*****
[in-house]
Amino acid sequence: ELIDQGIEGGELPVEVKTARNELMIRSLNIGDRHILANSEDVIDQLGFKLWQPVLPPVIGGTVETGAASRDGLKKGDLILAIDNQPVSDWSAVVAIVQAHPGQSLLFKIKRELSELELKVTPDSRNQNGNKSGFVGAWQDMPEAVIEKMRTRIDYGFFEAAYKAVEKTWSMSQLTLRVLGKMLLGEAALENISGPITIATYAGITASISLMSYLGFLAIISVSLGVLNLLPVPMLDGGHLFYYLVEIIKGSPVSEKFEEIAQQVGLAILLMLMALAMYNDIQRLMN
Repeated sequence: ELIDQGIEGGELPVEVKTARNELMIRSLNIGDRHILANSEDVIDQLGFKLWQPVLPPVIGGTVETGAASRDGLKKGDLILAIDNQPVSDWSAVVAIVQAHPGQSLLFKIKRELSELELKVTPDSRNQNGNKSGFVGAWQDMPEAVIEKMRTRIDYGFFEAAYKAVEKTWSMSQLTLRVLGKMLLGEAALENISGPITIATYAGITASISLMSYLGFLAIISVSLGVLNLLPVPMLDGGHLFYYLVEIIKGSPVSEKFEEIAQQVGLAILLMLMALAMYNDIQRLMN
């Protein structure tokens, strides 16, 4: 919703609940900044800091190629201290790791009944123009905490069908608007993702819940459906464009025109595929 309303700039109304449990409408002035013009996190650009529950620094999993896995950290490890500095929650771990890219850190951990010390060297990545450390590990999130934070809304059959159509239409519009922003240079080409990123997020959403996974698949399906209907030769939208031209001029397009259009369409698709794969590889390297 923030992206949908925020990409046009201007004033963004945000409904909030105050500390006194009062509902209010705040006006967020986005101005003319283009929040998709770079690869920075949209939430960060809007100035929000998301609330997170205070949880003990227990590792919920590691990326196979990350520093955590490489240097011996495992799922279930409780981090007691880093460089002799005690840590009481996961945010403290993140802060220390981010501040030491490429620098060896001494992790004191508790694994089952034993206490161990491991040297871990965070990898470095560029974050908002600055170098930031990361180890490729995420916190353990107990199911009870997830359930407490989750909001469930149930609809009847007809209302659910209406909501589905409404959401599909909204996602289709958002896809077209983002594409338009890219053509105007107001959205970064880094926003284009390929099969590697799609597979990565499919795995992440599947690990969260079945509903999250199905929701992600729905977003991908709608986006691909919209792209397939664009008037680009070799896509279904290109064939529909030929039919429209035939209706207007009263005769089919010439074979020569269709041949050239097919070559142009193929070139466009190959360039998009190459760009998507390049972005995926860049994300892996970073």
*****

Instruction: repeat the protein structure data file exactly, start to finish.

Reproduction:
[in-house]
Amino acid sequence: ELIDQGIEGGELPVEVKTARNELMIRSLNIGDRHILANSEDVIDQLGFKLWQPVLPPVIGGTVETGAASRDGLKKGDLILAIDNQPVSDWSAVVAIVQAHPGQSLLFKIKRELSELELKVTPDSRNQNGNKSGFVGAWQDMPEAVIEKMRTRIDYGFFEAAYKAVEKTWSMSQLTLRVLGKMLLGEAALENISGPITIATYAGITASISLMSYLGFLAIISVSLGVLNLLPVPMLDGGHLFYYLVEIIKGSPVSEKFEEIAQQVGLAILLMLMALAMYNDIQRLMN
Repeated sequence: ELIDQGIEGGELPVEVKTARNELMIRSLNIGDRHILANSEDVIDQLGFKLWQPVLPPVIGGTVETGAASRDGLKKGDLILAIDNQPVSDWSAVVAIVQAHPGQSLLFKIKRELSELELKVTPDSRNQNGNKSGFVGAWQDMPEAVIEKMRTRIDYGFFEAAYKAVEKTWSMSQLTLRVLGKMLLGEAALENISGPITIATYAGITASISLMSYLGFLAIISVSLGVLNLLPVPMLDGGHLFYYLVEIIKGSPVSEKFEEIAQQVGLAILLMLMALAMYNDIQRLMN
């Protein structure tokens, strides 16, 4: 919703609940900044800091190629201290790791009944123009905490069908608007993702819940459906464009025109595929 309303700039109304449990409408002035013009996190650009529950620094999993896995950290490890500095929650771990890219850190951990010390060297990545450390590990999130934070809304059959159509239409519009922003240079080409990123997020959403996974698949399906209907030769939208031209001029397009259009369409698709794969590889390297 923030992206949908925020990409046009201007004033963004945000409904909030105050500390006194009062509902209010705040006006967020986005101005003319283009929040998709770079690869920075949209939430960060809007100035929000998301609330997170205070949880003990227990590792919920590691990326196979990350520093955590490489240097011996495992799922279930409780981090007691880093460089002799005690840590009481996961945010403290993140802060220390981010501040030491490429620098060896001494992790004191508790694994089952034993206490161990491991040297871990965070990898470095560029974050908002600055170098930031990361180890490729995420916190353990107990199911009870997830359930407490989750909001469930149930609809009847007809209302659910209406909501589905409404959401599909909204996602289709958002896809077209983002594409338009890219053509105007107001959205970064880094926003284009390929099969590697799609597979990565499919795995992440599947690990969260079945509903999250199905929701992600729905977003991908709608986006691909919209792209397939664009008037680009070799896509279904290109064939529909030929039919429209035939209706207007009263005769089919010439074979020569269709041949050239097919070559142009193929070139466009190959360039998009190459760009998507390049972005995926860049994300892996970073």